However, gender inequality is anything but a joke. Yes, even in Belgium. Marianne Thyssen (a Belgian female politician) may have been appointed as euro commissioner, the amount of women in top corporate jobs remains alarmingly low. And even if they do manage to break through the glass ceiling, they are still often judged on their appearance, rather than their intellectual capacities. Belgium is definitely not the only country that is lagging behind, every Western country still has quite a long way to go.
The perfect way to illustrate this Western hypocrisy towards women’s rights, is to look at George Clooney and Amal Alamuddin’s wedding from last weekend. The wedding of Hollywood’s most obstinate bachelor was all over the news, but what I found all the more striking was how one-dimensional the media reported about the event. One of the only articles that reported about the wedding from a totally different perspective was the internet website thebusinesswomanmedia.com, which topped their article with the following head: “ Internationally acclaimed barrister Amal Alamuddin marries an actor”
Somehow, that just made me giggle. But what was I giggling at? Why is this head so funny? Isn’t the article just stating the truth? The fact that the article’s head was generally seen as an example of the site’s great sense of humor clearly indicates once again how problematic the issue of gender inequality still is. Every single media outlet most of the time talked about Clooney. Of course, the guy is super famous, so in a way it is only “natural” for the media to spend a lot of time covering a superstar, but why is it also “natural” to describe Alamuddin as a “beautiful humanist”, whilst there are plenty of other character traits about her that are probably more interesting? But no, apparently the only newsworthy thing was the fact that she wore an Oscar de la Renta wedding dress.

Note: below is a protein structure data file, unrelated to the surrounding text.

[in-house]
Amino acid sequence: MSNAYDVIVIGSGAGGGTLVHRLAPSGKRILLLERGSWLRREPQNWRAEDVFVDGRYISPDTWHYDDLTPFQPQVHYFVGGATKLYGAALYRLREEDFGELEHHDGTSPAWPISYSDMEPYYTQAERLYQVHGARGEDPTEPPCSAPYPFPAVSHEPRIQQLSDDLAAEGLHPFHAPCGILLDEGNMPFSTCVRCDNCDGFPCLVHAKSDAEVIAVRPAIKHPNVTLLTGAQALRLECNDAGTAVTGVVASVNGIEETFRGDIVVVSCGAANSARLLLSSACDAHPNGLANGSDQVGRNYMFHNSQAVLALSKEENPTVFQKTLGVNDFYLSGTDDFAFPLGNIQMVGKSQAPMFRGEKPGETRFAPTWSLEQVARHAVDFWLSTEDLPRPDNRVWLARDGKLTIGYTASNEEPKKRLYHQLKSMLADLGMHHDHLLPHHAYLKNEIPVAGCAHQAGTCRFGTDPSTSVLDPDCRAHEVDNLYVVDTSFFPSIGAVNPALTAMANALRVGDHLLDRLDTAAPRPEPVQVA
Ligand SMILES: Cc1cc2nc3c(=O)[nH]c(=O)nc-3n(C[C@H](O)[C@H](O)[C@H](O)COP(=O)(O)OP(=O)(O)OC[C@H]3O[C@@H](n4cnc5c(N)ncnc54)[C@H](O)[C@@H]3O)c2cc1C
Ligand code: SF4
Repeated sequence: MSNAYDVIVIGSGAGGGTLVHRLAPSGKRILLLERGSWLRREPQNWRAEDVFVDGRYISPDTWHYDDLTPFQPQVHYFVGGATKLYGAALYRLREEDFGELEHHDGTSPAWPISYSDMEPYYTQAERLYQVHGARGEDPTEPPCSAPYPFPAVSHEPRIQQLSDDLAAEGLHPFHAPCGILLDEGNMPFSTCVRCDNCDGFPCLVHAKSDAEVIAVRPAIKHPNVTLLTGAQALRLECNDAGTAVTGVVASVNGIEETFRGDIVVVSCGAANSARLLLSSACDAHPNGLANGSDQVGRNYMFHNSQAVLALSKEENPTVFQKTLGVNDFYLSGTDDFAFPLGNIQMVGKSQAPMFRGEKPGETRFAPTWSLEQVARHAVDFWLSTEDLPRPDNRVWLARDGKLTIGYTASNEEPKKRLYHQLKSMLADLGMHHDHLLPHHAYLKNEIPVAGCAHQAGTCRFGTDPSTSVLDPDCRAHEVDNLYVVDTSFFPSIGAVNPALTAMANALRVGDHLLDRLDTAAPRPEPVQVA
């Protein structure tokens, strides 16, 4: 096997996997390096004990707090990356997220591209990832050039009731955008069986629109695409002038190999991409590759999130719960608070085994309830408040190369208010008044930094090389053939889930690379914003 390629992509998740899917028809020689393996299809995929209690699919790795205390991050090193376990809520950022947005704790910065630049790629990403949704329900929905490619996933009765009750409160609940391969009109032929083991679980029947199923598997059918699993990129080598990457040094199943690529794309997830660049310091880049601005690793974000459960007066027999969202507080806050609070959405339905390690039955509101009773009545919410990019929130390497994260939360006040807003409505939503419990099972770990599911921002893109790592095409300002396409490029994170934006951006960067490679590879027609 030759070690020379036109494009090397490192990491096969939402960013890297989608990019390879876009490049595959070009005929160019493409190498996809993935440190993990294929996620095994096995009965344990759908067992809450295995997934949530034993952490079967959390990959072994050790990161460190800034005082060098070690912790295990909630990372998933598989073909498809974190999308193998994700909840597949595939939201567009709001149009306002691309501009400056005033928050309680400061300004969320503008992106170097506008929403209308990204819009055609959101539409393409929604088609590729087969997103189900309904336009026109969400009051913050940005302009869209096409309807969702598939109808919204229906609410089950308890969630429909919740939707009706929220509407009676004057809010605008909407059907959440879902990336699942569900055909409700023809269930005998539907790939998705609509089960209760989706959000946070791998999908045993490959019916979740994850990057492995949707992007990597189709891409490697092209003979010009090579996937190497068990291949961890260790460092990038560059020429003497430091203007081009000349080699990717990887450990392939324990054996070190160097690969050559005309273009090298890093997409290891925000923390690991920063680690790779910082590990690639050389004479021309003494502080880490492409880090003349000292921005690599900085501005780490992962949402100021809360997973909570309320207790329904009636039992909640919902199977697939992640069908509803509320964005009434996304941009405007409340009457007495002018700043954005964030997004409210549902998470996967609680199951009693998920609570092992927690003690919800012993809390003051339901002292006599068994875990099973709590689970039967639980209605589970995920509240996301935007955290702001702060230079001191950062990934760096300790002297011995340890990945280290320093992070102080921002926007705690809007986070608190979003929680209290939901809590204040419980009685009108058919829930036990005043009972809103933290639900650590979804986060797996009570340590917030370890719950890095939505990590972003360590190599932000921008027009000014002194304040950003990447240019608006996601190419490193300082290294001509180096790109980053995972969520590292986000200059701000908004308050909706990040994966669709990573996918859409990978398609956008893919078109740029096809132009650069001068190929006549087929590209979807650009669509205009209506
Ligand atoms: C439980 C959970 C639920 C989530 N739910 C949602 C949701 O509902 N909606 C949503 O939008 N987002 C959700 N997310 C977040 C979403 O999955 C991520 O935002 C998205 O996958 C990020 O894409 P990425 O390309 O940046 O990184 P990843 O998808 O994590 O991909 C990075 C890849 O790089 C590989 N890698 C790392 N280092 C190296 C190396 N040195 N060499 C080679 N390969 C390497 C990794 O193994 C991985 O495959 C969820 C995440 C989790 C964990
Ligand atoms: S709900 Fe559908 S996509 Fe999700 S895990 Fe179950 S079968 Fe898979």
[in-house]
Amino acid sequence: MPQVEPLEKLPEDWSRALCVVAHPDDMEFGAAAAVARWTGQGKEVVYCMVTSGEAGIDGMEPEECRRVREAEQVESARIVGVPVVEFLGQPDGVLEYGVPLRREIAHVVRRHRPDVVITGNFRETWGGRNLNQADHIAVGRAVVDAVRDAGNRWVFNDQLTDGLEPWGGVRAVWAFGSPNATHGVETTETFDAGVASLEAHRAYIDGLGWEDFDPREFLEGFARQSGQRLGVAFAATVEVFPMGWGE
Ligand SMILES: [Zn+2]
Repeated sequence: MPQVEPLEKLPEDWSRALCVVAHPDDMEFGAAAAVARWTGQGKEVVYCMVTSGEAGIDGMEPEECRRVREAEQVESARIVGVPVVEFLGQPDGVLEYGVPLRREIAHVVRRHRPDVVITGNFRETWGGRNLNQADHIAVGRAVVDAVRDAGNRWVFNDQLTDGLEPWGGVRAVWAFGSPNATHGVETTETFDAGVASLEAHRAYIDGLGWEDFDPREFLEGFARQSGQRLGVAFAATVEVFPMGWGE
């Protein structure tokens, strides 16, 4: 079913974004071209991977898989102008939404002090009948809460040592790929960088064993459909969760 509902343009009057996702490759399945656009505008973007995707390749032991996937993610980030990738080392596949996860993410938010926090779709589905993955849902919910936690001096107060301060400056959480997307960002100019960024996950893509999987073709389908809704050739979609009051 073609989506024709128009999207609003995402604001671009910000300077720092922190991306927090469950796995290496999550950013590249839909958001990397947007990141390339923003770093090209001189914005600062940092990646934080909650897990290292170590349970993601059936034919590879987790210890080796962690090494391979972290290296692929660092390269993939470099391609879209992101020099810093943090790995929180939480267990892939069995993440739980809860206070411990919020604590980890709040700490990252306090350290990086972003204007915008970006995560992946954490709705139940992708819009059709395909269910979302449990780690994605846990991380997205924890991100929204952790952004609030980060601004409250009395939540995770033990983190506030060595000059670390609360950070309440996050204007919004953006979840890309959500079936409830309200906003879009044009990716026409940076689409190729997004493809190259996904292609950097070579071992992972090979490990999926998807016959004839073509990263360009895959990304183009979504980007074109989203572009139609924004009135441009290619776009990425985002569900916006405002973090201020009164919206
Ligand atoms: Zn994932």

I’m to blame as well. Because even I, a self-proclaimed modern feminist, felt a slight hint of jealousy when I saw her fabulous, sun-kissed, reaching-into-the-sky legs. Whereas her fabulous brain should have aroused as much –or even greater- jealousy than her looks. The problem, hence, does not only lie with men, but also with us, women. Because we also find it difficult to step away from the rooted assumptions about the relationship between a man and a woman.
To improve this relationship and to –eventually- reach that dreamed state of gender equality, men as much as women need to concern themselves with this problem. “Gender equality is men’s issue too”, said actress Emma Watson in her speech in front of the United Nations. After her eloquent speech, plenty of male actors supported her campaign by tweeting pictures of themselves holding a piece of paper with the message #HeforShe written on it. Tom Hiddleston, David Tennant, Eddie Redmayne,… their support definitely gives women’s rights more attention, but I am not naïve and I do realize that much more is needed to really bring about change. Change won’t happen with a couple of hashtags on Twitter. Indeed, Watson’s speech may have gone viral on the internet, but immediately after her speech some wacko hacker also threatened to put some nude pictures of her online.
Needless to say, we’ve still got some work to do. People like Beyoncé and Emma Watson may poke us in the right direction, as long as we don’t realize that feminism is more than a high amount of likes on Facebook, #genderequality will always remain nothing more than a trending topic.